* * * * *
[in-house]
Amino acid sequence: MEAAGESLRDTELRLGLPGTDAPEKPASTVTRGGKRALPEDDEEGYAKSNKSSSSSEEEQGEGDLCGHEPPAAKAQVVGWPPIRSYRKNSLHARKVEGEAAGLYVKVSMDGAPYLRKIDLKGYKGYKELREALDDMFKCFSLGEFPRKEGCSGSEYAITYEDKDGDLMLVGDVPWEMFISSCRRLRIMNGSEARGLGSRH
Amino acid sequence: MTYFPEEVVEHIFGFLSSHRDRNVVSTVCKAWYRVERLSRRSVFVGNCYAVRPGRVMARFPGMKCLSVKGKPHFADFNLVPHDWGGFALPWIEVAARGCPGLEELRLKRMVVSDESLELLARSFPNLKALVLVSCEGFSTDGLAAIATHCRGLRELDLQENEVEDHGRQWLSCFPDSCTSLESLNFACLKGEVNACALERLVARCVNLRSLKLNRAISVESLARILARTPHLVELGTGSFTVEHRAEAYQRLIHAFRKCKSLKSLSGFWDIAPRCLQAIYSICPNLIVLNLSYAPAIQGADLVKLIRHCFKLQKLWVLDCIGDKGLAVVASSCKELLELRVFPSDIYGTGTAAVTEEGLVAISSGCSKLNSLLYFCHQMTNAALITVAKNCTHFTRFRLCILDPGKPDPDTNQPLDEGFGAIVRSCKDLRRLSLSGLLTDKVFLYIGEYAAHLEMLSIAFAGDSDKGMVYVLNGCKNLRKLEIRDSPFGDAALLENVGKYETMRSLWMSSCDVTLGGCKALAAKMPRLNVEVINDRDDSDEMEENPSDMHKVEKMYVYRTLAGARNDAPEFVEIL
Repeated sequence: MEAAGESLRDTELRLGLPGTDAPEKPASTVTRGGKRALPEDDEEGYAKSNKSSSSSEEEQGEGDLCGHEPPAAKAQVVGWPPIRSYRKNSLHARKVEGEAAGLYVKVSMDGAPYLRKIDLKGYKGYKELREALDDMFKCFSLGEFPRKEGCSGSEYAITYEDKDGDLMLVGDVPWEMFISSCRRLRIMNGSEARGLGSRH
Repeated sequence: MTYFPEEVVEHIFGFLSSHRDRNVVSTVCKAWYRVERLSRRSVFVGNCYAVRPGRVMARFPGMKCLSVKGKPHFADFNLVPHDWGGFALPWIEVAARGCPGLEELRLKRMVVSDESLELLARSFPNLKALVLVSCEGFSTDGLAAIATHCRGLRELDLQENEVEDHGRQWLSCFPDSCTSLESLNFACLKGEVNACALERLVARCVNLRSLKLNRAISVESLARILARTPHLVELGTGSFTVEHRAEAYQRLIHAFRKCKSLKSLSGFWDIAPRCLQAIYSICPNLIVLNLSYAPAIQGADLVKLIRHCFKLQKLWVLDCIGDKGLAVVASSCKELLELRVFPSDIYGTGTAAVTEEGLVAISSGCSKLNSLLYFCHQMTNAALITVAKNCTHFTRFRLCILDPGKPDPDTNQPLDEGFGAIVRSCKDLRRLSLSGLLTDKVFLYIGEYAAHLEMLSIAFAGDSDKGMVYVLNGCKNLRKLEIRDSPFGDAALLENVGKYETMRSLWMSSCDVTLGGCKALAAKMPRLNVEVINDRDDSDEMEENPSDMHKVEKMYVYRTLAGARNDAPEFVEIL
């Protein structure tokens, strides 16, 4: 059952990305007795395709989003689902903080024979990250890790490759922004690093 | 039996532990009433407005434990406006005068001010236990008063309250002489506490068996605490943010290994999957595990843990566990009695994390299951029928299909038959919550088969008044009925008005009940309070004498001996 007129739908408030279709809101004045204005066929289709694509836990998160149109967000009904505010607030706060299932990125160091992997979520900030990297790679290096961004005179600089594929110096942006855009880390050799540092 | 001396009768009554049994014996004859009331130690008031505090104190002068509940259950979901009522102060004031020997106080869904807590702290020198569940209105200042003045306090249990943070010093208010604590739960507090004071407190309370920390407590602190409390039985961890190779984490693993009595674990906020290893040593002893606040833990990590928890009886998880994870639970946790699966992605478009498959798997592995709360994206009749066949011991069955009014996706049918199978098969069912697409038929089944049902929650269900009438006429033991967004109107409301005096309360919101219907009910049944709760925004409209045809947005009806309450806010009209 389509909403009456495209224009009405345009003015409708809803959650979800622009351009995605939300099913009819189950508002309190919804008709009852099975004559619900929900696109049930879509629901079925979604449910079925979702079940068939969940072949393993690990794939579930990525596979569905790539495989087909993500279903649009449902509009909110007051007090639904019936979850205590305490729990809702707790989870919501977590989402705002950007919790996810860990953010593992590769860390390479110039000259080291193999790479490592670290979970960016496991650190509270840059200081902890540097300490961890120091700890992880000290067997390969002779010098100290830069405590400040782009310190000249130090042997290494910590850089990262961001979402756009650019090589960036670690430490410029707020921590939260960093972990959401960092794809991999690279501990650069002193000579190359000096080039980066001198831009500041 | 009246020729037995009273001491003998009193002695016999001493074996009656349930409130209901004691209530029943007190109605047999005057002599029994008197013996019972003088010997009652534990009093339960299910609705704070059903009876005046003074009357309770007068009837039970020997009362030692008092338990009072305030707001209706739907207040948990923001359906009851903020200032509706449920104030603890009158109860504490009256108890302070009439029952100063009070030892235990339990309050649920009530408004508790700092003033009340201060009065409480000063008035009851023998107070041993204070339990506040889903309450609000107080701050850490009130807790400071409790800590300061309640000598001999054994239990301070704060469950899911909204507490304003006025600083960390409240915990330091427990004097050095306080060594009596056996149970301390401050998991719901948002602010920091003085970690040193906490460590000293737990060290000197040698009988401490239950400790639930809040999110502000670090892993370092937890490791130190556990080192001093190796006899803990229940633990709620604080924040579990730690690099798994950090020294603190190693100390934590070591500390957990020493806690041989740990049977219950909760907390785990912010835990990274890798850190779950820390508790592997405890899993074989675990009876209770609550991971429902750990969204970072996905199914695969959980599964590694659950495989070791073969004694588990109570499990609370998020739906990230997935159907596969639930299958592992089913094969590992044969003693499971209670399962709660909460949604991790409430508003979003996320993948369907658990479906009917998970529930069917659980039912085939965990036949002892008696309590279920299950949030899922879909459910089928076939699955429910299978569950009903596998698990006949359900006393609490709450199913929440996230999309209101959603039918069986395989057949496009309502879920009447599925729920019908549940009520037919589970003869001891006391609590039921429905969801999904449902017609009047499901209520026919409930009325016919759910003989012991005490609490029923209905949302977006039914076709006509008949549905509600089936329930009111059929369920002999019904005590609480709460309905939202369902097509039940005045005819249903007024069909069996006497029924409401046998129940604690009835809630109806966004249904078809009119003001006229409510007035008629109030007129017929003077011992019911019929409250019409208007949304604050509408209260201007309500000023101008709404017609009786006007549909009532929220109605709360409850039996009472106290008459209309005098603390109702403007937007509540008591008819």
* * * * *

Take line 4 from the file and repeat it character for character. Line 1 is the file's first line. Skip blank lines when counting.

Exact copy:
Repeated sequence: MEAAGESLRDTELRLGLPGTDAPEKPASTVTRGGKRALPEDDEEGYAKSNKSSSSSEEEQGEGDLCGHEPPAAKAQVVGWPPIRSYRKNSLHARKVEGEAAGLYVKVSMDGAPYLRKIDLKGYKGYKELREALDDMFKCFSLGEFPRKEGCSGSEYAITYEDKDGDLMLVGDVPWEMFISSCRRLRIMNGSEARGLGSRH